The confirmation of Stoned Wheat Thins’ discontinuation seemed to trickle out, the answer only being offered to diligent fans who thought to ask. On Nov. 11, Twitter user @Inzion_ asked the official Nabisco Twitter account directly where the crackers had gone. Nabisco responded: “They’ve recently been delisted. We apologize for any disappointment and will let the team know you asked about them.” Grief overcame many a cracker disciple—Stoned Wheat Thins fans were bereft, crying and throwing up, and sighing in devastation.
The reasoning behind the discontinuation is unclear. The Atlanta Journal-Constitution provided possible explanations to all of those mourning their salty fave, ranging from “sluggish sales” to a more comforting, though unlikely, theory that the loss might be temporary: “At the height of the pandemic, companies concentrated on core items that sold well, and they stopped producing products or specific flavors that didn’t. Some of these are slowly coming back to stores.” Many early mourners speculated that the discontinuation was related to a 2021 class-action lawsuit in which a plaintiff accused Mondelēz of “deceptive and misleading advertising,” an argument hinging on how easy it is to assume the product is made with “stone-ground flour,” which some might take as code for “healthier.” (For what it’s worth, a colleague admitted, upon hearing of this lawsuit, that her family consistently called the crackers “stone-ground wheat thins,” but added that they were under no illusions about their nutritional benefits.) However, the putative class action was dismissed on March 30, 2022, so it seems not quite correct to say that our beloved Stoned Wheat Thins were sued out of existence.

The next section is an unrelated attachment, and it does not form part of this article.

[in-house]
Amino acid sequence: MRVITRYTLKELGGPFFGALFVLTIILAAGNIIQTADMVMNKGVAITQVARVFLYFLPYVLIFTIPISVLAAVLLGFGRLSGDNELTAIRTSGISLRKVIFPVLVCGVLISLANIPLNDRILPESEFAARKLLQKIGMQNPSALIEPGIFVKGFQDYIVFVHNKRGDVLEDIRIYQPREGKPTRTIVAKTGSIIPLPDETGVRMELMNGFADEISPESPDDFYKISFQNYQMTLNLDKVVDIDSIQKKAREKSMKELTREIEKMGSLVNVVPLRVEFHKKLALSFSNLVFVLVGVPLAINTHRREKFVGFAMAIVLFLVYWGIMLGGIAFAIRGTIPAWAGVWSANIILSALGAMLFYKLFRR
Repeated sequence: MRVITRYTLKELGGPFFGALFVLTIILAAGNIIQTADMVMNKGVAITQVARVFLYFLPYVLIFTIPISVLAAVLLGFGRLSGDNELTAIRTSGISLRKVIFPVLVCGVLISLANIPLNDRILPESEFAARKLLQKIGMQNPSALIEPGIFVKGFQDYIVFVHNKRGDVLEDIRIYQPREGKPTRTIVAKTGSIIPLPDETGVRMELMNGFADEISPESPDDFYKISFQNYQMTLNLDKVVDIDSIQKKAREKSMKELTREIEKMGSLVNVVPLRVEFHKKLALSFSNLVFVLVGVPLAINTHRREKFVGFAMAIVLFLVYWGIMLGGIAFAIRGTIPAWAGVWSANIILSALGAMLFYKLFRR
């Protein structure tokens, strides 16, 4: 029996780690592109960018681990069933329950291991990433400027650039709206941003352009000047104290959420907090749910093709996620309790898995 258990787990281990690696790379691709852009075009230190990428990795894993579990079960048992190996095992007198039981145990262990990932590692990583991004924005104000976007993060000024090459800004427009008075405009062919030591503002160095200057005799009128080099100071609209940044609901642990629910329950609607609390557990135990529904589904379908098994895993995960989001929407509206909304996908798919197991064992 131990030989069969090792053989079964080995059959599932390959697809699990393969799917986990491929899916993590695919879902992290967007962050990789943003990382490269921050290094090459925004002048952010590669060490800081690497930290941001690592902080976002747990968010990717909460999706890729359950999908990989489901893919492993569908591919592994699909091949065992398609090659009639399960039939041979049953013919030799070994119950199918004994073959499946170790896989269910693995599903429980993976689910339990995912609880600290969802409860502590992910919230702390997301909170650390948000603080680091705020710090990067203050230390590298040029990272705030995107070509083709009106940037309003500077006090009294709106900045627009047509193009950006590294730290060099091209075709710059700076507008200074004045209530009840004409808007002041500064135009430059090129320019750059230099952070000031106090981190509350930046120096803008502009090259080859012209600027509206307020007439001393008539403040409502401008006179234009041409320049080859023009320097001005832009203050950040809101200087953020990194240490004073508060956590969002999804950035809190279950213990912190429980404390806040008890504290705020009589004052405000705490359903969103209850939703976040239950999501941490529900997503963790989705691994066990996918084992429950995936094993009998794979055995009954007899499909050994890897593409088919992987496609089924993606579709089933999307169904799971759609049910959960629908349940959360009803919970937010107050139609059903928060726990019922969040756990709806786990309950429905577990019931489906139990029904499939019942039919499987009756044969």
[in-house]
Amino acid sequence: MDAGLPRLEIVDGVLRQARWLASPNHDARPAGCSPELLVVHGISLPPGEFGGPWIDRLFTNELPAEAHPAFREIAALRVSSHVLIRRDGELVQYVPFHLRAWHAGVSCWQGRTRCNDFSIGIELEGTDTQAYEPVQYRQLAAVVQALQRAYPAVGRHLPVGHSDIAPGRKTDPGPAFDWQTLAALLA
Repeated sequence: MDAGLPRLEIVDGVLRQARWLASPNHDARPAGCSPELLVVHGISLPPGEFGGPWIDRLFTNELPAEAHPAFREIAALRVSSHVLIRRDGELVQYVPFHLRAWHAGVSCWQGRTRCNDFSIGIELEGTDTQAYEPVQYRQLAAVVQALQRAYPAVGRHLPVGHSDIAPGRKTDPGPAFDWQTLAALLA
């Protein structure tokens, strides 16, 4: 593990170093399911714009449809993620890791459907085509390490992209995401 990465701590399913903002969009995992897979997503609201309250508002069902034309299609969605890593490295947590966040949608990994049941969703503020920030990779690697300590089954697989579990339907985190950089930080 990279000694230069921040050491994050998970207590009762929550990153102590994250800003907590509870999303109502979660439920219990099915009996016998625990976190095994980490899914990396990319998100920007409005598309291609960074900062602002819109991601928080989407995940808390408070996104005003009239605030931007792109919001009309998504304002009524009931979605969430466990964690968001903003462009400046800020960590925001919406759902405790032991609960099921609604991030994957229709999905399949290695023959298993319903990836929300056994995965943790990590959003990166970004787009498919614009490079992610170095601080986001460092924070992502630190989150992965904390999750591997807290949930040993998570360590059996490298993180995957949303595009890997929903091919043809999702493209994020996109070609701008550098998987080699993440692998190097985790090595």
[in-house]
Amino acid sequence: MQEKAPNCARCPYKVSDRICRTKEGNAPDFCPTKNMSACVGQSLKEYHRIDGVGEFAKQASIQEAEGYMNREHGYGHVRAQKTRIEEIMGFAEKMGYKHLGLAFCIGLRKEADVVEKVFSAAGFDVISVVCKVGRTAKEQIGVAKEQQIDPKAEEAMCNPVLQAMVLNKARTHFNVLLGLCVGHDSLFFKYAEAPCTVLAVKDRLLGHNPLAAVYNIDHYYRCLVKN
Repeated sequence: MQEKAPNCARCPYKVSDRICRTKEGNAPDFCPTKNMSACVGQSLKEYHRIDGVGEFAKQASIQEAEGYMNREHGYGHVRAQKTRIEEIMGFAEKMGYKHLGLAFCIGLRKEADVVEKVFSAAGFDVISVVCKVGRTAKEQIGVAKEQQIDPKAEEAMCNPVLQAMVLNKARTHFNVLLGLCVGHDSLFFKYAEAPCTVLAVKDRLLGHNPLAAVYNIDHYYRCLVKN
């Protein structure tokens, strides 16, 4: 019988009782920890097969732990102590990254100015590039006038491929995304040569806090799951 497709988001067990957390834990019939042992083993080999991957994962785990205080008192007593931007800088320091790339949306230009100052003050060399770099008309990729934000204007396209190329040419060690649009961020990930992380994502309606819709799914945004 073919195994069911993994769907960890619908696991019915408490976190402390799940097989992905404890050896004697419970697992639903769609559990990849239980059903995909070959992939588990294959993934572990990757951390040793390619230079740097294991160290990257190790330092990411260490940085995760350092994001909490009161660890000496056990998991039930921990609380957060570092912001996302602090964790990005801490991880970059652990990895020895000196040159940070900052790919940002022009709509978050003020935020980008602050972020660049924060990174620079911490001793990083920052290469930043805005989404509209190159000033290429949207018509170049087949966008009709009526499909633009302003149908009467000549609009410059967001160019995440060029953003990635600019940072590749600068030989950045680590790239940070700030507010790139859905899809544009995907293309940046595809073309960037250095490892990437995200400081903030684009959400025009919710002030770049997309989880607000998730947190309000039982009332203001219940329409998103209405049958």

What to do now, if you have people coming over and want to shell out a medium amount for a very medium cracker? There aren’t many great options. You can bid on some Stoned Wheat Thins on eBay for a whopping $2,500 to start. Or take your chances on one listing offering a dubious Canadian version of the crackers (made by Christie, a Canadian brand of Mondelēz) for $30.99. Others have attempted to find the best replica that they can. As the Journal-Constitution suggested, you can call your local grocery store and inquire about the last shipment—they could have some more in storage or would know more information. And we could also remain hopeful that Stoned Wheat Thins could rear their salty heads again. But, in the meantime, let’s crumble up some lesser crackers, put them in a cup, and pour one out for the one constant that has never disappointed us—until now.